Great, so we can plug the controller into an iPad. That doesn't do us a lick of good unless there's software that knows how to recognize it. The iPad is a fully touch device, it was never designed to have someone press buttons in order to trigger actions. This is the point where we would normally be out of luck, but thankfully ThinkGeek and Ion have lent us a significant hand.
Last year the two teamed up to create the iCade. The iCade is a small arcade cabinet style dock for the iPad, complete with joystick and button controls. This dock was designed to work with a specific Atari game, but Ion published an iOS controller standard that any developer can use in their game. Over the last year, a sizable number of games have been made adhering to this spec. To give our controller the maximum amount of compatibility across applications, we'll be sticking with Ion's spec as well.
Certifying a third party device to use Apple's dock connector standard is an expensive, difficult, and time consuming process. Devices given Apple's approval are also generally tied specifically to the manufacturer's app, and aren't allowed to be open to other developers. In order to get around this, Ion simply didn't use Apple's dock connector. The iCade is nothing more than a fancy Bluetooth keyboard. Much like our example for the PC, the iCade simply sends keyboard commands.
This presents a problem however. As I pointed out above, there's a limit to how many keys you can hold down simultaneously on a keyboard, even a bluetooth one. Unlike the SNES controller, the iCade is also much more likely to encounter a situation in which the user has the ability to hold several buttons down at the same time. In order to solve this, the Ion developers got very clever.
Let me explain their solution with an example. You're at the dinner table, and your friend is pouring water for you. He wants to know how much water to give you, and so you come up with two different methods of letting him know when to stop pouring. The first method you try is to just say "keep going" over and over. "Keep going keep going keep going keep going keep going." He starts pouring when you start talking, and he stops pouring when you stop talking. The alternative is for you to just say "start" when he should start pouring, and "stop" when he should stop pouring. That's the two ways a keyboard can work as well.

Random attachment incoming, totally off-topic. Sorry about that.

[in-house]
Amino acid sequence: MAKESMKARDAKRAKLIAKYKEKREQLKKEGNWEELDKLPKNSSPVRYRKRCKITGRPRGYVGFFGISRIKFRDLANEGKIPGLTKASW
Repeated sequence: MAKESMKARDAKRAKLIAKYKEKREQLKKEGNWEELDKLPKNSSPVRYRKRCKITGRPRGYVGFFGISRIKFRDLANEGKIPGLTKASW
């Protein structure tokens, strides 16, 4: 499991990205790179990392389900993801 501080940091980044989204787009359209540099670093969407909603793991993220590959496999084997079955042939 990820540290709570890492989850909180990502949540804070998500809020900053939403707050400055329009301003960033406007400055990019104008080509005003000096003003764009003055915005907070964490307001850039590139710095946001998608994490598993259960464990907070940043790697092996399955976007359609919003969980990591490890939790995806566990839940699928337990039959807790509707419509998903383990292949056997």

In our first example, when you press a button, that letter is continually sent to the computer. It knows when you let go because you no longer are sending it. This requires multiple letter signals to be send over an extended period of time as you hold down multiple buttons.
In the second example, the way the iCade does it, the device sends out a single character briefly when you start pressing the button, and then a different character when you stop pressing it. This method requires a bit more code on both the sending and receiving end, but it keeps the communication channel near empty the entire time. In the example shown above, the "y" key is sent to the iPad when you start pressing the button, and the "t" key is sent when you stop. It could be receiving no data at all from the iCade and still know you're holding a button down, since it's only received a "y" and not it's terminating "t".
It should be noted that Ion is bad at writing documentation, all of the letters the iCade sends are lower case, not upper case like the images suggest. Here is the button mapping for the original iCade:
Now all that's left is to find a sensible way of converting this into a gamepad layout. It turns out there are several iCade-protocol supporting gamepads already on the market, so let's see what they used. Here's the first of them, the iControlPad:
Looks sensible enough. Let's see what Gametel did with their controller:
Err, that's different... Oh hey! iCade came out with their own gamepad! The iCade Mobile! Let's see what it maps to:
For what it's worth, I usually go with the iControlPad mapping. It was first, and most of the emulators available for the iPad expect to see them in that configuration. In the next section of this how-to we'll set up our control to support multiple iOS key mappings anyways, so don't worry about it too much. Speaking of the next section, it looks like we're done here. Stay tuned for the actual hardware and code we'll need to implement the above.